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The development of new metallopharmaceuticals to target tumour subpopulations


Project Description

3.5 Year PhD Studentship available for September 2019

Department: Chemistry

Supervisors: Dr Kogularamanan Suntharalingam

Eligibility: Home/EU only

Applications are invited for highly motivated students wishing to undertake research towards a PhD in Bioinorganic Chemistry with Dr Kogularamanan (Rama) Suntharalingam at the University of Leicester.

The Suntharalingam group aims to use the structural, optical, redox, magnetic, and catalytic diversity offered by metal-containing small molecules to design and develop new generations of metallopharmaceuticals for the treatment of cancer and other diseases. The group also focuses on engineering new nano-material systems to deliver therapeutics to their site(s) of action. Recent recognitions include; Dalton Young Researchers Award (2014), 175 Faces of Chemistry (2016), and Rising Star in Coordination Chemistry Award (2018).

About the project

Cancer stem cells (CSCs) are a distinct subpopulation of tumour cells that have the ability to self-renew, differentiate, and form metastatic tumours. CSCs effectively evade conventional chemotherapy and radiotherapy as these treatments specifically target fast growing cancer cells, and CSCs, due to their stem cell-like properties, divide more slowly. After surviving treatment, CSCs are able to regenerate the original tumour and/or produce invasive cancer cells that are able to colonise distant organs. For these reasons, CSCs are widely thought to be responsible for cancer relapse. Therefore, to provide a durable response and prevent tumour recurrence, chemotherapeutics must have the ability to remove the entire population of cancer cells, including CSCs.

Therapeutic strategies capable of selectively killing CSCs and disrupting the microenvironments (niches) supporting these cells are the focus of several research programmes. Potential CSC therapeutic targets such as cell surface markers and various deregulated signalling pathways have been identified, but there is still no clinically approved drug that specifically kills CSCs. Many academia- and pharmaceutical-led studies aimed at developing chemical or biological anti-CSC agents are ongoing. This project aims to use the chemical diversity offered by transition metals to develop CSC-selective metallo-drugs. The project is highly multidisciplinary, and will involve chemical synthesis and characterisation, biophysical methods, mono- and 3D-layer cell culture, and sophisticated biologicals techniques.

The successful candidate will join an established research team with excellent support (3 postdoctoral researchers), recently relocated to the University of Leicester from King’s College London. The successful candidate is expected to have excellent organisational and interpersonal skills.

Entry requirements

Applicants are required to hold/or expect to obtain a UK Bachelor Degree 2:1 or better in Chemistry. The University of Leicester English language requirements apply where applicable: https://le.ac.uk/study/research-degrees/entry-reqs/eng-lang-reqs

Knowledge of synthetic chemistry and experience of cell culture techniques is desirable, but adequate training will be provided.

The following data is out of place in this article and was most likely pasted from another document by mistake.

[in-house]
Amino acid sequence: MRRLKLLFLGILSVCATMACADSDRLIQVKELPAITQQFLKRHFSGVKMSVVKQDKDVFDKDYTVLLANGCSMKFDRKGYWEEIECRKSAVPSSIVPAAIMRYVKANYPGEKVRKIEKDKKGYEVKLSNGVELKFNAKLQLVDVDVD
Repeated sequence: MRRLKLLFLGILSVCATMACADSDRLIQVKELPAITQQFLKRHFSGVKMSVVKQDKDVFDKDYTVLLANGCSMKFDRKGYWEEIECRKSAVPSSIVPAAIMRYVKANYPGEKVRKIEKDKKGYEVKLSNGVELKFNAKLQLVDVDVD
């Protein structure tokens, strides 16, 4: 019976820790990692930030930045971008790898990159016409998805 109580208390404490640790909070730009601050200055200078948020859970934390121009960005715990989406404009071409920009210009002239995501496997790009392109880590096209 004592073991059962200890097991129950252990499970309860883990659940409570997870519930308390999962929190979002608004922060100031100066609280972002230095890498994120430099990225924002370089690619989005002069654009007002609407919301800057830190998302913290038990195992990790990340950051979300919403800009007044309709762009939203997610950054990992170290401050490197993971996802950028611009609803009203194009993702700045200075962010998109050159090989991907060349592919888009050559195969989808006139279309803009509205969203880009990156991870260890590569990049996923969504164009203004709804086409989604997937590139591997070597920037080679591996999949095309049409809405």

How to apply

You should submit your application using our online application system: https://www2.le.ac.uk/research-degrees/phd/applyphd

Apply for a PhD in Chemistry

In the funding section of the application please indicate you wish to be considered for a Sunt 2019 Studentship.

In the proposal section please provide the name of the supervisor and project title. No proposal is required but please provide a personal statement.

Project / Funding Enquiries to:

Application enquiries to

Closing date for applications 25th April 2019

Funding Notes

Funding details: Fully funded studentship with UKRI stipend and UK/EU fee waiver for 3.5 years

References

Selected, related publications from the Suntharalingam Group:
1) Boodram NJ, Mcgregor IJ, Bruno PM, Hemann MT, Suntharalingam K, “Breast Cancer Stem Cell Potent Copper(II)–Non-Steroidal Anti-Inflammatory Drug Complexes” Angewandte Chemie International Edition, 2016, 55, 2845-2850.
2) Lu C, Laws K, Eskandari A, Suntharalingam K, “A reactive oxygen species-generating, cyclooxygenase-2 inhibiting, cancer stem cell-potent tetranuclear copper(II) cluster” Dalton Transactions, 2017, 46, 12785-12789.
3) Laws K, Bineva-Todd G, Eskandari A, Lu C, O'Reilly N, Suntharalingam K, “A Copper(II)-Phenanthroline Metallopeptide that Targets and Disrupts Mitochondrial Function in Breast Cancer Stem Cells” Angewandte Chemie International Edition, 2018 57, 287-291.
4) Laws K, Eskandari A, Lu C, Suntharalingam K, “Highly charged, cytotoxic, cyclometalated iridium(III) complexes as cancer stem cell mitochondriotropics” Chemistry - A European Journal, 2018, 24(57), 15205-15210
5) Lu C, Eskandari A, Suntharalingam K, “Cancer Stem Cell and Bulk Cancer Cell Active Copper(II) Complexes with Vanillin Schiff Base Derivatives and Naproxen” Chemistry - A European Journal, 2017, 23(47), 11366-11374.
6) Abe DO, Eskandari A, Suntharalingam K, “Diflunisal-adjoined cobalt(III)-polypyridyl complexes as anti-cancer stem cell agents” Dalton Transactions, 2018, 47(39), 13761-13765.
7) Laws K, Suntharalingam K, “The next generation of anticancer metallopharmaceuticals: cancer stem cell‐active inorganics” ChemBioChem, 2018, 19(21), 2246-2253

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